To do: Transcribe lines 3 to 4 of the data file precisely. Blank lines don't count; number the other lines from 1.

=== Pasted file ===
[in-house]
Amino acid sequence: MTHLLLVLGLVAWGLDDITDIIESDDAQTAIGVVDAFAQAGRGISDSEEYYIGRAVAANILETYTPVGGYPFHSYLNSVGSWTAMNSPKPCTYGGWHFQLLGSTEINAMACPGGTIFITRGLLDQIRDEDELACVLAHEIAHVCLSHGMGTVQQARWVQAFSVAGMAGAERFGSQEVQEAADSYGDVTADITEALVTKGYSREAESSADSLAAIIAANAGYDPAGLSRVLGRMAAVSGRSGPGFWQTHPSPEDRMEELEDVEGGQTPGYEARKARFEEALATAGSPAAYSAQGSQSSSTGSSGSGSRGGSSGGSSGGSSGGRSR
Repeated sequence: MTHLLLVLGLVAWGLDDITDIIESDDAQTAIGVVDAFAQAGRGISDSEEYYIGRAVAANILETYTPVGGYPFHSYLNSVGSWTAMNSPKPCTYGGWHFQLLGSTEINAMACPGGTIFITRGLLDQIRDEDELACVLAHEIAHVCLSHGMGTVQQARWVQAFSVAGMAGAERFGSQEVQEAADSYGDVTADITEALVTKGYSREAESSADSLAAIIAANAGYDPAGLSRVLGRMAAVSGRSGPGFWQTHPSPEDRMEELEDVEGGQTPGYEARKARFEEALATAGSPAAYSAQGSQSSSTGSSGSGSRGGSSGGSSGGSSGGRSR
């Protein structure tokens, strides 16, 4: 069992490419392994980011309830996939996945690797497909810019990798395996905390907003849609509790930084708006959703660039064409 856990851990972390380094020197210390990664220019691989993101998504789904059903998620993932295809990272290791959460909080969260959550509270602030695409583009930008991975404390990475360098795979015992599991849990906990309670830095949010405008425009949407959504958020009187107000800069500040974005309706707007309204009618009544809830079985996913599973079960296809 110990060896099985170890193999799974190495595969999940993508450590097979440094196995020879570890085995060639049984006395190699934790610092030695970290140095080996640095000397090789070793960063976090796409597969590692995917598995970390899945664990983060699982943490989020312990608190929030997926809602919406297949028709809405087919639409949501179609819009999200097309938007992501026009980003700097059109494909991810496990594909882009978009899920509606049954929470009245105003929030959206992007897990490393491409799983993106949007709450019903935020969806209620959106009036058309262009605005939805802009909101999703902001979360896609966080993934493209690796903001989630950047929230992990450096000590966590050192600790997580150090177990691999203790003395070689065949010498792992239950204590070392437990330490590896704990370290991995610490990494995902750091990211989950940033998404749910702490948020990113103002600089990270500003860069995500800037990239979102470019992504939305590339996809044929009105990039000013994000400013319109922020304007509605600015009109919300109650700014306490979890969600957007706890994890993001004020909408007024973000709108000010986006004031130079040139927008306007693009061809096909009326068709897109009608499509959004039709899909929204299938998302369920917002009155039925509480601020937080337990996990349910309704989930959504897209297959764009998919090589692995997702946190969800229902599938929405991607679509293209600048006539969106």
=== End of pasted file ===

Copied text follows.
Repeated sequence: MTHLLLVLGLVAWGLDDITDIIESDDAQTAIGVVDAFAQAGRGISDSEEYYIGRAVAANILETYTPVGGYPFHSYLNSVGSWTAMNSPKPCTYGGWHFQLLGSTEINAMACPGGTIFITRGLLDQIRDEDELACVLAHEIAHVCLSHGMGTVQQARWVQAFSVAGMAGAERFGSQEVQEAADSYGDVTADITEALVTKGYSREAESSADSLAAIIAANAGYDPAGLSRVLGRMAAVSGRSGPGFWQTHPSPEDRMEELEDVEGGQTPGYEARKARFEEALATAGSPAAYSAQGSQSSSTGSSGSGSRGGSSGGSSGGSSGGRSR
């Protein structure tokens, strides 16, 4: 069992490419392994980011309830996939996945690797497909810019990798395996905390907003849609509790930084708006959703660039064409 856990851990972390380094020197210390990664220019691989993101998504789904059903998620993932295809990272290791959460909080969260959550509270602030695409583009930008991975404390990475360098795979015992599991849990906990309670830095949010405008425009949407959504958020009187107000800069500040974005309706707007309204009618009544809830079985996913599973079960296809 110990060896099985170890193999799974190495595969999940993508450590097979440094196995020879570890085995060639049984006395190699934790610092030695970290140095080996640095000397090789070793960063976090796409597969590692995917598995970390899945664990983060699982943490989020312990608190929030997926809602919406297949028709809405087919639409949501179609819009999200097309938007992501026009980003700097059109494909991810496990594909882009978009899920509606049954929470009245105003929030959206992007897990490393491409799983993106949007709450019903935020969806209620959106009036058309262009605005939805802009909101999703902001979360896609966080993934493209690796903001989630950047929230992990450096000590966590050192600790997580150090177990691999203790003395070689065949010498792992239950204590070392437990330490590896704990370290991995610490990494995902750091990211989950940033998404749910702490948020990113103002600089990270500003860069995500800037990239979102470019992504939305590339996809044929009105990039000013994000400013319109922020304007509605600015009109919300109650700014306490979890969600957007706890994890993001004020909408007024973000709108000010986006004031130079040139927008306007693009061809096909009326068709897109009608499509959004039709899909929204299938998302369920917002009155039925509480601020937080337990996990349910309704989930959504897209297959764009998919090589692995997702946190969800229902599938929405991607679509293209600048006539969106």